Most people use insurance in their lifetime. You purchase it for protection from a catastrophe of some sorts. You may have invested dearly in your home and wouldn't want to face replacing it should it burn down or be damaged. You are required by your state to insure your automobile against damage you could do to others and/or you want to protect yourself from liability and your automobile from damage because it represents a significant investment on your part.
All of these situations involve a “risk pool” in which you bet against others in a zero sum game. You shop for such insurance based on the risk pool the insurance company is willing to put you in. You want to be in a risk pool with others who have a risk similar to yours. You don't want to be in a risk pool with a bunch of frequent users. The risk pool you go into generally determines the premium you pay for the insurance you purchase.
For example, you don't want a home situated on a mountain top in Tennessee to be put in a risk pool with homes on the Florida coast that are subject to hurricanes. Similarly, you don't want it in with those on the Oregon coast that are subject to tsunamis or homes in Kansas that may be hit by tornadoes. You might also say no to flood insurance if the hill is high enough. Homes that are at great risk should be in a separate risk pool. I had it done to my Fort Meyers, Florida, home after the hurricane season of 2004. My insurance tripled. I had no right to expect to be put in the same risk pool as other homes in America that were not in high risk zones. The State of Florida did intervene to stop insurance companies from leaving the state but they didn't require them to put “safer homes” in the same risk pool as the homes near the ocean.
In the same light, you don't want to purchase car insurance from a company that puts you in a risk pool with drivers with DUIs or those who have frequent accidents. Of course not, this would drive up the rate you pay for a premium. Generally, high risk drivers are put in expensive “high risk pools” or denied insurance.
In the above two cases, you would also not expect the federal government to subsidize the cost of these two insurance types because of the low income of the folks seeking insurance.
But under Obamacare health insurance, this logic is thrown out the window. Insurance premium payments are subsidized up to 400% of the poverty level. High risk patients with pre-conditions and patients that have exceeded lifetime maximums in health care spending are put in the same risk pool as young, healthy users (often non-users) of health insurance. The high risk users are not charged higher premiums. Meanwhile, the healthy are forced to purchase insurance policies that often have expensive features – drugs, maternity and child care, mental health, women's reproductive services, etc. – that the buyers doesn't want and doesn't need. Of course, the premiums have skyrocketed. Unfortunately, most of these people will forgo insurance, causing the risk pool to flounder and fail. I suspect the government will have to step in and save the day with money they borrow from China.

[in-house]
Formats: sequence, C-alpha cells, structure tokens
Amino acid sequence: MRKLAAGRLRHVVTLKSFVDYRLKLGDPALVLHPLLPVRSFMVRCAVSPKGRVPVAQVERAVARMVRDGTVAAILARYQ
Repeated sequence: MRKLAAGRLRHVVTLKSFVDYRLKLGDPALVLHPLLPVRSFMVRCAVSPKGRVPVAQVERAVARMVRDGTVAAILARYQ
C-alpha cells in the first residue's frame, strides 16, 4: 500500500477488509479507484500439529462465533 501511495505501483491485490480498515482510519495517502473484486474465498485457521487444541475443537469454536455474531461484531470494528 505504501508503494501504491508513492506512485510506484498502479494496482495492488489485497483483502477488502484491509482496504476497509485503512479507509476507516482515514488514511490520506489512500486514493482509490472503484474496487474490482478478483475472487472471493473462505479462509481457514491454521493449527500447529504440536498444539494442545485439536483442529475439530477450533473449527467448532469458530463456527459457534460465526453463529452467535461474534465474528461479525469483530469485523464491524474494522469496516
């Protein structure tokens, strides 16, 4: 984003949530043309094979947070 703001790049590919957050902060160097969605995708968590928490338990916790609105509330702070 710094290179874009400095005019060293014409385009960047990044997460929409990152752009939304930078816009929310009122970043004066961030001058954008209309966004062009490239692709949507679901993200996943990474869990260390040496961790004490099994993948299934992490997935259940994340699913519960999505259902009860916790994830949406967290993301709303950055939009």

Now I agree wholeheartedly that universal health care is a good thing. All Americans should have access to the best health care regardless of financial circumstances. Like many governments in the Western World, we should provide for care for our citizens. The two most common ways are to use the British Clinic System, where medicine is free to all citizens who sign up and walk in the door. They need not carry insurance. The alternative method is to use a “Medicare for All” approach, where a national sales tax or similar wide spread tax supports the system. Everybody in the country is in the same risk pool, which greatly spreads the risk.
But the current way the Obamacare is structured, the healthy people in America are being forced to subsidize the sick people in their insurance pool or be fined. You can't imagine a more communistic approach than that – each take according to his needs; each contribute according to his ability, with the ability to pay defined by to the state. This turns the principle of insurance into a joke, where the normal rules of “risk pool” management are skewed by law. You can't mess with economic systems -- insurance being one -- and expect success.
IMHO, Obamacare has it all wrong.
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